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Instapaper’s 9to5Mac vendetta, or why news curators need to tread carefully

instapaper iconLast week’s UDID madness was plagued by plenty of rumor-mongering: The FBI, Apple, and Anonymous were all at some point alleged to be responsible for the leak, with smaller entities falling under the finger of blame along the way – including Instapaper.

Of course, it turns out that it was BlueToad, a small Florida publishing company, which claims to have experienced a security breach that led to the UDID leak. But that confession is almost being overshadowed by the drama that has following the Instapaper accusation, denial, and subsequent payback.

Before BlueToad came forward to admit its part in the mass UDID leak, the Internet was under the impression that the IDs had come from a hacked FBI computer – which caused us all to simultaneously ask “Wait… why does the FBI have all these UDIDs?” And one of the suggested answers was that an Instapaper server snagged a year ago by the FBI had that data.

The hypothesis first appeared on Hacker News, and then 9to5Mac picked up on it.

And then Instapaper blocked its users from pulling content from 9toMac to the reader app.

Actually, there’s more – it all comes back to the fact that these two organizations have had ongoing differences. Instapaper creator Marco Arment has had an ax to grind with 9toMac for awhile now (check out the Tweet below): He took exception to the site calling his company “Instascraper,” the two engaged in some jabs about the misspelling of his name, and of course – and justifiably – the implication that Instapaper was tied to a massive UDID leak.

marco arment twitter

All of that is why Instapaper dropped 9to5Mac integration. First, users were greeted by this message.

instapaper no access

And then this one, after 9to5Mac pointed out it actually hadn’t requested Instapaper pull its content (something all publishers are able to do if they don’t want the reader app grabbing their work).

second instapaper no access

Before things could escalate much further, however, Arment issued a swift explanation and apology for the choice.

“With my anger about the FBI implication, and my fear about how they might behave legally in the future, I overreacted,” he wrote on his personal blog this morning. “I did what I could, albeit embarrassingly after civil attempts failed, to try to get 9to5Mac to correct their FBI statements. That’s all I really could do short of pursuing a libel claim, which I thought would be overkill. But regarding legal ‘scraper’ concern, I thought that safest course of action for Instapaper’s long-term health was to block Instapaper from fetching 9to5Mac’s pages.”

Arment goes on to say this was an “overreaction” and that it was “inappropriate to add a publisher to the opt-out list that did not explicitly request it.”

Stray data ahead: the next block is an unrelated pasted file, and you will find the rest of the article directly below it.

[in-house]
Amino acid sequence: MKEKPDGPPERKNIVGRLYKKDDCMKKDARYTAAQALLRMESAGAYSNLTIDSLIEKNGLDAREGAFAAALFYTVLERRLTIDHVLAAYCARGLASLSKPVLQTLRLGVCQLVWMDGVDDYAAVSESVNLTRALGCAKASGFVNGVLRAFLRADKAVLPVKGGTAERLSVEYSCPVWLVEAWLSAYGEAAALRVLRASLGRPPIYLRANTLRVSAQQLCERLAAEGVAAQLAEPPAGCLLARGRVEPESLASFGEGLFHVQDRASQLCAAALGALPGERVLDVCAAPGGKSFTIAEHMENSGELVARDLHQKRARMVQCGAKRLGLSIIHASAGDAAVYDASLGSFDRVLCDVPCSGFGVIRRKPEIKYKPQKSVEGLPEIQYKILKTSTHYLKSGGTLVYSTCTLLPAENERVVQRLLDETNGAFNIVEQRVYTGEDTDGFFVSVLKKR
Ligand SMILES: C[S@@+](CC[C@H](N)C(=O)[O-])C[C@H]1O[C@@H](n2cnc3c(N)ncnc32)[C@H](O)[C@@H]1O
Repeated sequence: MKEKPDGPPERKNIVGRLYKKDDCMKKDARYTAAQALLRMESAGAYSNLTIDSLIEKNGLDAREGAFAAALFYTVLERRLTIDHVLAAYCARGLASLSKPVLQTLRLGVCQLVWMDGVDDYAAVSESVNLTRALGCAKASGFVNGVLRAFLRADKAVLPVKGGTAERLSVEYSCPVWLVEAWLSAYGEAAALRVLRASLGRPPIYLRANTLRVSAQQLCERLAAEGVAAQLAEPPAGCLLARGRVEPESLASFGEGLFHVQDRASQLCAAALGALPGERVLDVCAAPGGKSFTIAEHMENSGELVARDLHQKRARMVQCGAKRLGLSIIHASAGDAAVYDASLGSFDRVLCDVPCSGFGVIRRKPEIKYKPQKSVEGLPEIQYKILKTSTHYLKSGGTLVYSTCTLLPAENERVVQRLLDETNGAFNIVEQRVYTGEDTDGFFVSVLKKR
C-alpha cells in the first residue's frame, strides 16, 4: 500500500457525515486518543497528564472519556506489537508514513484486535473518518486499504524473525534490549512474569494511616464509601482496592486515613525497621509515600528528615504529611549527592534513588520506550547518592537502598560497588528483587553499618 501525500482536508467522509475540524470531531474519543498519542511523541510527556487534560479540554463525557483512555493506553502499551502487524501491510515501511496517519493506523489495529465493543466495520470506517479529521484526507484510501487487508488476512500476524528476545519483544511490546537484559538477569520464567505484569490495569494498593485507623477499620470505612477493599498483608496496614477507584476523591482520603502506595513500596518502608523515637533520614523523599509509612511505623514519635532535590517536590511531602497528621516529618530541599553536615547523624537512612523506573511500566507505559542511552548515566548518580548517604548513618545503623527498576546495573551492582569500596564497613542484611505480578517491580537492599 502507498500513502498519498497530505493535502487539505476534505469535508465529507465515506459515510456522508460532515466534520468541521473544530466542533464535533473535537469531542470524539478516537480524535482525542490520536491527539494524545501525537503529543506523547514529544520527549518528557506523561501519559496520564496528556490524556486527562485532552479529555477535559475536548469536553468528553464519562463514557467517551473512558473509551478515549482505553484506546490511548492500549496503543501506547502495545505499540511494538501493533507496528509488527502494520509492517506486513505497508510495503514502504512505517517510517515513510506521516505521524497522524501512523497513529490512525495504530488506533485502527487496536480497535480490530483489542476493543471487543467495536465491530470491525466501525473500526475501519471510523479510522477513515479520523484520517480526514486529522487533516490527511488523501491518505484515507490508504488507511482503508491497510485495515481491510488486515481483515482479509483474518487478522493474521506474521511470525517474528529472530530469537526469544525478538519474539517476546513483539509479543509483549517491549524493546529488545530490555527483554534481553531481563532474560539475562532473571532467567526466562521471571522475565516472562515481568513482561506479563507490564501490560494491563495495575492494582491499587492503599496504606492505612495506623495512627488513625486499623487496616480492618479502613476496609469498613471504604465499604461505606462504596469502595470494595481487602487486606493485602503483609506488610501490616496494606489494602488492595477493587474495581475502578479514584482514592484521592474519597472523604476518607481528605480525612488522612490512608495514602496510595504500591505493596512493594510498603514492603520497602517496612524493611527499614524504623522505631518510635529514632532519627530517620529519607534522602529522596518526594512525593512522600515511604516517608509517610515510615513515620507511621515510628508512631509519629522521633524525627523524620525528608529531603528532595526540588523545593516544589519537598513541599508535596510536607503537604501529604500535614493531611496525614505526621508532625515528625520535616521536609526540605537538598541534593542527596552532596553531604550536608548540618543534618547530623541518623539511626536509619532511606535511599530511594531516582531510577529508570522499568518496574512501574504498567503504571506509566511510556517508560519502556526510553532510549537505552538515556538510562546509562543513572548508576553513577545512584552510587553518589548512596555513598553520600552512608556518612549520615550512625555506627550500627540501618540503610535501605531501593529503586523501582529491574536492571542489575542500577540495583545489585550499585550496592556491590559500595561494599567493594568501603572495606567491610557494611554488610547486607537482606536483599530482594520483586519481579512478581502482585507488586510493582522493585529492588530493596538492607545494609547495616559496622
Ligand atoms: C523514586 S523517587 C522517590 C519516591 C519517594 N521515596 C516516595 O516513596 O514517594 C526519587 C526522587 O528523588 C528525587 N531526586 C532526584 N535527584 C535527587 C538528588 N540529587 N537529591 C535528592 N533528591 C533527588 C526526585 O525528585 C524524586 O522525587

By all accounts, the matter has been laid to rest and all will return to normal. People will continue to read 9to5Mac and people will continue to use Instapaper. But there’s something disturbing here that deserves a little more attention, and that’s the fact that these curation, aggregation-focused apps can and will rule with an iron first.

pew reportA recent Pew Research Center report found that the impact of news curation and reader services is rapidly growing. According to the report, 29 percent of U.S. adults who get news on a digital device do so using a news organizing site or app – compared to 36 percent who go directly to a Website. That’s a lot of business proprietary publishers are handing over to these outside services. Not that they have much of a choice: Consumers have taken to this model and then some. People want to create their own one-stop shops for online content consumption, and publishers need to be a part of that if they want those eyeballs.

Of course, this means they aren’t getting said eyeballs to their own sites – their own sites with their own ads, their own revenue. It’s exactly why Twitter has been tightening its grip on its API lately. It’s a boon and a beast: The growing popularity of these news reader services mean consumers are reading, and that’s something every Web publisher wants, and needs to participate in. But you give up control and, honestly, money, and nobody likes that. Again, it’s a necessary evil of how media and the Internet work; there’s a lot of legal gray area here, which is to be expected when the collective media and online community are evolving the way this all works as we go along.  

Even though I’m a writer for Digital Trends and I want as many people to read our site – and to do it here­ – I also respect users enough to want them to consume this content any way they want. The problem in all this is that Instapaper just gave us a glimpse at what can happen when you cross a company that controls the pipeline. It’s part of the evolution of search and SEO, which are constantly changing, and you want to believe that personal politics won’t play a part – but we just all saw that they can.

If this is the way that new media is going – and all signs point to that being the case – then users need to be able to have unequivocal trust in their reader apps. And for that matter, publishers need to question the apps pulling (or not pulling, as the case may be) their product. We’ve long questioned and tried to wrap our heads around how Google ranks Websites and news outlets, and now it’s time to adapt. If Google had buried every site that made snide comments about the company, we’d all be in an uproar – and there’s no reason that reader apps don’t deserve the same reaction now. 

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